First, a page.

Unverricht-Lundborg disease is inherited in an autosomal recessive manner, which means that individuals with the disease usually have two copies of the abnormal gene, one inherited from each parent. The responsible gene for Unverricht-Lundborg disease is called the CSTB gene, which provides instructions for the production of a protein called cystatin B.

Additional information about Unverricht-Lundborg disease can be found in the OMIM and PubMed databases, as well as other scientific articles and genetic resources. Advocacy and patient support organizations can also provide resources and information for individuals and families affected by the disease.

Clinical trials and research studies are ongoing to learn more about the causes, progression, and treatment of Unverricht-Lundborg disease. Information on these studies and testing options can be found on websites such as ClinicalTrials.gov.

References:

  • Alakurtti, K., Koskenkorva, P., & Lehesjoki, A. E. (2018). Unverricht-Lundborg disease. In GeneReviews®. Seattle (WA): University of Washington, Seattle.
  • Darcel, F., Labauge, P., Zanca, M., & Depienne, C. (2021). “Unverricht-Lundborg Disease.” In StatPearls. StatPearls Publishing.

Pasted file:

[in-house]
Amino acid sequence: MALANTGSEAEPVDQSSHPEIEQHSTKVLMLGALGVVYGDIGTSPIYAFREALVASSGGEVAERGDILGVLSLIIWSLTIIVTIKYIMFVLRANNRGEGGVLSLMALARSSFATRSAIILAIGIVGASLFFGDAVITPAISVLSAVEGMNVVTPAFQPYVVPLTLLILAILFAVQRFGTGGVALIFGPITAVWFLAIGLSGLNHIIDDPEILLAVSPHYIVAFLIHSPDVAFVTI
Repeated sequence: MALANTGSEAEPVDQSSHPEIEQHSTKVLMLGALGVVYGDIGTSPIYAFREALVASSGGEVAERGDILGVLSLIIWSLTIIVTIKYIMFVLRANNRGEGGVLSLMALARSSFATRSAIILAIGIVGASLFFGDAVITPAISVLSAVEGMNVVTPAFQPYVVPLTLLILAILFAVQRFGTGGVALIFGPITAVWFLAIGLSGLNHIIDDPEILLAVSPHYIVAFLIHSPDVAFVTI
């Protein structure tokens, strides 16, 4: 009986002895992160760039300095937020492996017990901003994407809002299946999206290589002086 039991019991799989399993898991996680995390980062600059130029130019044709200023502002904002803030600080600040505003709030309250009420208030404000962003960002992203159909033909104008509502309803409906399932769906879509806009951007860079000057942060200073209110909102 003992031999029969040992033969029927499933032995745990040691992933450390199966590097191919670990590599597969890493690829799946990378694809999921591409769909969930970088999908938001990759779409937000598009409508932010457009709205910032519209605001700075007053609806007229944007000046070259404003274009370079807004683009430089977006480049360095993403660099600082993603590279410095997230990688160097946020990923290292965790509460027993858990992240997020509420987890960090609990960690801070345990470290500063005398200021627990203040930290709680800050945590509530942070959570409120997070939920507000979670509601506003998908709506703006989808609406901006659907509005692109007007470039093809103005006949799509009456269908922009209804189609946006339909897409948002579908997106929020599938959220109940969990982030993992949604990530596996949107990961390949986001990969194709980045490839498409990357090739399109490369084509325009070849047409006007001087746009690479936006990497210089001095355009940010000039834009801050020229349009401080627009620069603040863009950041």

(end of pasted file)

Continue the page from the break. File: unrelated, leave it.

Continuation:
Causes

The Unverricht-Lundborg disease, also known as progressive myoclonus epilepsy 1A (EPM1A), is a rare genetic condition with an autosomal recessive inheritance pattern. It is caused by mutations in the cystatin B gene ( CSTB ) located on chromosome 21. This gene provides instructions for making the cystatin B protein, which plays a role in regulating the activity of enzymes within cells.

The frequency of Unverricht-Lundborg disease varies among different populations, but it is estimated to affect about 1 in 20,000 to 1 in 50,000 individuals. The condition is more common in certain geographic regions, such as Finland, where the prevalence is higher due to a founder effect.